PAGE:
A woman who inherited Huntington's Disease is suing a London hospital for not divulging that her father had the degenerative illness, the Guardian reports. Still unidentified, the woman says she would have aborted her child if she'd known, and now worries for the future of her 8-year-old daughter—who has a 50% chance of inheriting the incurable brain condition. It's the first time England has faced such a case of genetic responsibility: "This could really change the way we do medicine, because it is about the duty that doctors have to share genetic test results with relatives and whether the duty exists in law," says Anna Middleton, an ethics expert at Cambridge University. It's "unhappy" news, she notes, and "you cannot take back that information once you have given it."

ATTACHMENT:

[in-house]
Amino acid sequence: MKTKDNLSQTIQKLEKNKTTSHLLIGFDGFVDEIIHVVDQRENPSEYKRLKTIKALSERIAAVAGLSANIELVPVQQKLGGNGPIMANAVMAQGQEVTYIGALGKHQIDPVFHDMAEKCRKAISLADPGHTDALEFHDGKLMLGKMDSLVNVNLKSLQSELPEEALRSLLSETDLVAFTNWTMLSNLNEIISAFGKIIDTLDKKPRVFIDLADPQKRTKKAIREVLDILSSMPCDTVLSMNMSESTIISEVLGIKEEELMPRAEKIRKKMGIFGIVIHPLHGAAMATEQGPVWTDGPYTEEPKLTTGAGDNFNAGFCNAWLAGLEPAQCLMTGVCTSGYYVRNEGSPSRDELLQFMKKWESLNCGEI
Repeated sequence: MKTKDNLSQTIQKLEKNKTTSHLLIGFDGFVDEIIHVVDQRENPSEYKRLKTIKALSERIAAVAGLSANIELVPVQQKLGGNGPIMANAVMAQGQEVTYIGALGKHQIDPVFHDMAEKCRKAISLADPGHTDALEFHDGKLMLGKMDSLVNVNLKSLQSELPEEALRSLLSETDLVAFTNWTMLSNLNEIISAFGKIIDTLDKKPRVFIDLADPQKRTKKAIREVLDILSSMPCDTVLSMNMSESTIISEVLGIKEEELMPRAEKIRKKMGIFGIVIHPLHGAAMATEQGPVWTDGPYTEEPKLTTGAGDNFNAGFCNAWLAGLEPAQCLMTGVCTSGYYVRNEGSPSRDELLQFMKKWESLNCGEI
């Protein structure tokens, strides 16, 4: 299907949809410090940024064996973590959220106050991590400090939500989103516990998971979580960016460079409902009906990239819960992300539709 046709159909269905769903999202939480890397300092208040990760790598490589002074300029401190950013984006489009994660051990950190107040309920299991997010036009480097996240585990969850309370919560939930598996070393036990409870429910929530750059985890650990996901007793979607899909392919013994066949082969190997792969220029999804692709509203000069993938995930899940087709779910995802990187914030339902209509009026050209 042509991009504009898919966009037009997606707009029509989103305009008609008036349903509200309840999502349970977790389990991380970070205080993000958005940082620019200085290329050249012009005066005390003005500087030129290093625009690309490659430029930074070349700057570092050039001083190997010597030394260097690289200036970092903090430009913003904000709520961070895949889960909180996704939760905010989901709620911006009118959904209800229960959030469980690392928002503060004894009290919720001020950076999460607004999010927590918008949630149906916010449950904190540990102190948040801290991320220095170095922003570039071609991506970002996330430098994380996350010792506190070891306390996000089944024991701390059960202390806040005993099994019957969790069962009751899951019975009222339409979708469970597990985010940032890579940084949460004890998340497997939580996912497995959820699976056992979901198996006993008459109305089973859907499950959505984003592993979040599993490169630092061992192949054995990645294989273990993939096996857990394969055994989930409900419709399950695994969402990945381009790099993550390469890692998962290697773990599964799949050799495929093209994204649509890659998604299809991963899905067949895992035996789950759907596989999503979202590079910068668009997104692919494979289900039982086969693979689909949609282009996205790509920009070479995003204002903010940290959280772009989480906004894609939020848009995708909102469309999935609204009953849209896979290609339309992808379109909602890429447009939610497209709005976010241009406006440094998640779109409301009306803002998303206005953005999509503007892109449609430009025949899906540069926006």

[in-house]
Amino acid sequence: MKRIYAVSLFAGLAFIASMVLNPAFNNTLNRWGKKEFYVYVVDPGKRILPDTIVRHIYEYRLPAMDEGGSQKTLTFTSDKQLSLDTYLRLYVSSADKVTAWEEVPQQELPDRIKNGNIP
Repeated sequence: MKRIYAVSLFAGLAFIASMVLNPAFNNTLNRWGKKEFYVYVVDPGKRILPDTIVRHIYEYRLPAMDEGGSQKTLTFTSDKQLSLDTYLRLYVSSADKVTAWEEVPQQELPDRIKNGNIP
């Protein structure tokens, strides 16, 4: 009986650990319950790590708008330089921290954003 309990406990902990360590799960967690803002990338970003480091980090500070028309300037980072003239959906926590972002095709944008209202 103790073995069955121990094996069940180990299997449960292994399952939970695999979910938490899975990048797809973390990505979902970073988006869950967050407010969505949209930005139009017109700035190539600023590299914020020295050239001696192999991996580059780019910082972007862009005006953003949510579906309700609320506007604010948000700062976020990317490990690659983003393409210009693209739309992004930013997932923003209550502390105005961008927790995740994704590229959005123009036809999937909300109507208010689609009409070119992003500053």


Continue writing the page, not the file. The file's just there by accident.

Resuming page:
The woman who's suing has a dark backstory: Her dad murdered his wife in 2007 and was diagnosed with Huntington's disease two years later, but asked doctors at St George's Hospital in south London not to tell his pregnant daughter for fear she'd get an abortion. The doctors agreed, but in 2010 the woman received her own diagnosis, giving her a 50% of succumbing to Huntington's. So she sued St. George's Healthcare NHS Trust, a case that's now proceeding after being thrown out by a high court and reinstated on appeal. On the brighter side, the BBC reported last year that an experimental drug can correct the defect that causes Huntington's. "For the first time we have the potential, we have the hope, of a therapy that one day may slow or prevent Huntington's disease," says the study's lead researcher. (Another woman is suing a hospital for ignoring her purple bracelet.)